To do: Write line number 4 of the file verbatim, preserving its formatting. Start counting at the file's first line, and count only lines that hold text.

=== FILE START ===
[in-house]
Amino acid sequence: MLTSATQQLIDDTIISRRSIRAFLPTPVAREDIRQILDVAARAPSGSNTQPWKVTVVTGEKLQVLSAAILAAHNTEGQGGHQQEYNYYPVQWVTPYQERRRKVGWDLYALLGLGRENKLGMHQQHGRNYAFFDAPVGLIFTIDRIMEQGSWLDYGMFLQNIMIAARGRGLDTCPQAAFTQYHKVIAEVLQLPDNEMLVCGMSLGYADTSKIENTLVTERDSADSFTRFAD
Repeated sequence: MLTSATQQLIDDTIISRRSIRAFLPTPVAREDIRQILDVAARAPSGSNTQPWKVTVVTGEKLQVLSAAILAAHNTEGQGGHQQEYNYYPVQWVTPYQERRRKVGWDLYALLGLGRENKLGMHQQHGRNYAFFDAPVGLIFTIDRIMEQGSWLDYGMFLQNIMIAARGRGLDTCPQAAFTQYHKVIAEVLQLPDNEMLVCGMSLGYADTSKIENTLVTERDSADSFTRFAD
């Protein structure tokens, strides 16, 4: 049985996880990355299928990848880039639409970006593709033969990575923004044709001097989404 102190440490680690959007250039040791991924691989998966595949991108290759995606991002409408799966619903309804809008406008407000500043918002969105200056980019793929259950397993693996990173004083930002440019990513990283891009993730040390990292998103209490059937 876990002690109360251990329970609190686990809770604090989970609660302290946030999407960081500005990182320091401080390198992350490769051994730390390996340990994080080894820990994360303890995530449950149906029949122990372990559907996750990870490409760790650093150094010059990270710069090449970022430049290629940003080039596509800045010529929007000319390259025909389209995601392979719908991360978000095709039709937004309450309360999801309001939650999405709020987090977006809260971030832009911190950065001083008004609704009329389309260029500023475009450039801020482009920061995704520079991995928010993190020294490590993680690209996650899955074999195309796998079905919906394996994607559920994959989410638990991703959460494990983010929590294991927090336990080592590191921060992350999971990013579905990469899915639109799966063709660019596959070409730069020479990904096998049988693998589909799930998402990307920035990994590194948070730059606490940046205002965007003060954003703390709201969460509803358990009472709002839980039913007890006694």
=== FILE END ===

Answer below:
């Protein structure tokens, strides 16, 4: 049985996880990355299928990848880039639409970006593709033969990575923004044709001097989404 102190440490680690959007250039040791991924691989998966595949991108290759995606991002409408799966619903309804809008406008407000500043918002969105200056980019793929259950397993693996990173004083930002440019990513990283891009993730040390990292998103209490059937 876990002690109360251990329970609190686990809770604090989970609660302290946030999407960081500005990182320091401080390198992350490769051994730390390996340990994080080894820990994360303890995530449950149906029949122990372990559907996750990870490409760790650093150094010059990270710069090449970022430049290629940003080039596509800045010529929007000319390259025909389209995601392979719908991360978000095709039709937004309450309360999801309001939650999405709020987090977006809260971030832009911190950065001083008004609704009329389309260029500023475009450039801020482009920061995704520079991995928010993190020294490590993680690209996650899955074999195309796998079905919906394996994607559920994959989410638990991703959460494990983010929590294991927090336990080592590191921060992350999971990013579905990469899915639109799966063709660019596959070409730069020479990904096998049988693998589909799930998402990307920035990994590194948070730059606490940046205002965007003060954003703390709201969460509803358990009472709002839980039913007890006694």